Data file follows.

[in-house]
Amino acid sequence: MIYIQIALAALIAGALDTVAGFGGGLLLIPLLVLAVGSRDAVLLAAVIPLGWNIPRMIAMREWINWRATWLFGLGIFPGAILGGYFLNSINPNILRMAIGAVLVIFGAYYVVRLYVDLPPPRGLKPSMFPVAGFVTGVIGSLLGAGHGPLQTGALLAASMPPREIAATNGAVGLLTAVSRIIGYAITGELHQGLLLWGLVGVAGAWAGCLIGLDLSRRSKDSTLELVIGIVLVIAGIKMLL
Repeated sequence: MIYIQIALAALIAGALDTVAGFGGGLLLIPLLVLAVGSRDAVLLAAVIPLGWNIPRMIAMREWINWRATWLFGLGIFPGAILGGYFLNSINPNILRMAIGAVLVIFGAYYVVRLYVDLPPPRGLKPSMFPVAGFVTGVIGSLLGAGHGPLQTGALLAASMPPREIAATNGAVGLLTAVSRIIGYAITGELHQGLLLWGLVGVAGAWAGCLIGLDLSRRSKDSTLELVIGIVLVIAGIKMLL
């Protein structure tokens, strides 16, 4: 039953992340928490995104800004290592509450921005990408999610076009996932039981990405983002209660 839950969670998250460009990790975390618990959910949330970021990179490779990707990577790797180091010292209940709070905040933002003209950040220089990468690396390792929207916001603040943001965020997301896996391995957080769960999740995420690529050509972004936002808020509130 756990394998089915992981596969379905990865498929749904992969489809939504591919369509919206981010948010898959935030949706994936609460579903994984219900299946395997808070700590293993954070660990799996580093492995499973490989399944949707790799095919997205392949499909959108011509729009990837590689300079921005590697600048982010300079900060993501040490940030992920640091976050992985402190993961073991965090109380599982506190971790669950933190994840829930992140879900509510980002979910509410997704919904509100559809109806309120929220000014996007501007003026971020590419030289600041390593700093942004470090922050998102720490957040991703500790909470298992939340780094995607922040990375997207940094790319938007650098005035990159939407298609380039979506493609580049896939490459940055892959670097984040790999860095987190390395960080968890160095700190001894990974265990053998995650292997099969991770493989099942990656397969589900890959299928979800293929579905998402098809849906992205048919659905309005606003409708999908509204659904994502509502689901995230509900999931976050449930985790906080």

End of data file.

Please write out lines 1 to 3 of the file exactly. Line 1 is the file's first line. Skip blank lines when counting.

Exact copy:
[in-house]
Amino acid sequence: MIYIQIALAALIAGALDTVAGFGGGLLLIPLLVLAVGSRDAVLLAAVIPLGWNIPRMIAMREWINWRATWLFGLGIFPGAILGGYFLNSINPNILRMAIGAVLVIFGAYYVVRLYVDLPPPRGLKPSMFPVAGFVTGVIGSLLGAGHGPLQTGALLAASMPPREIAATNGAVGLLTAVSRIIGYAITGELHQGLLLWGLVGVAGAWAGCLIGLDLSRRSKDSTLELVIGIVLVIAGIKMLL
Repeated sequence: MIYIQIALAALIAGALDTVAGFGGGLLLIPLLVLAVGSRDAVLLAAVIPLGWNIPRMIAMREWINWRATWLFGLGIFPGAILGGYFLNSINPNILRMAIGAVLVIFGAYYVVRLYVDLPPPRGLKPSMFPVAGFVTGVIGSLLGAGHGPLQTGALLAASMPPREIAATNGAVGLLTAVSRIIGYAITGELHQGLLLWGLVGVAGAWAGCLIGLDLSRRSKDSTLELVIGIVLVIAGIKMLL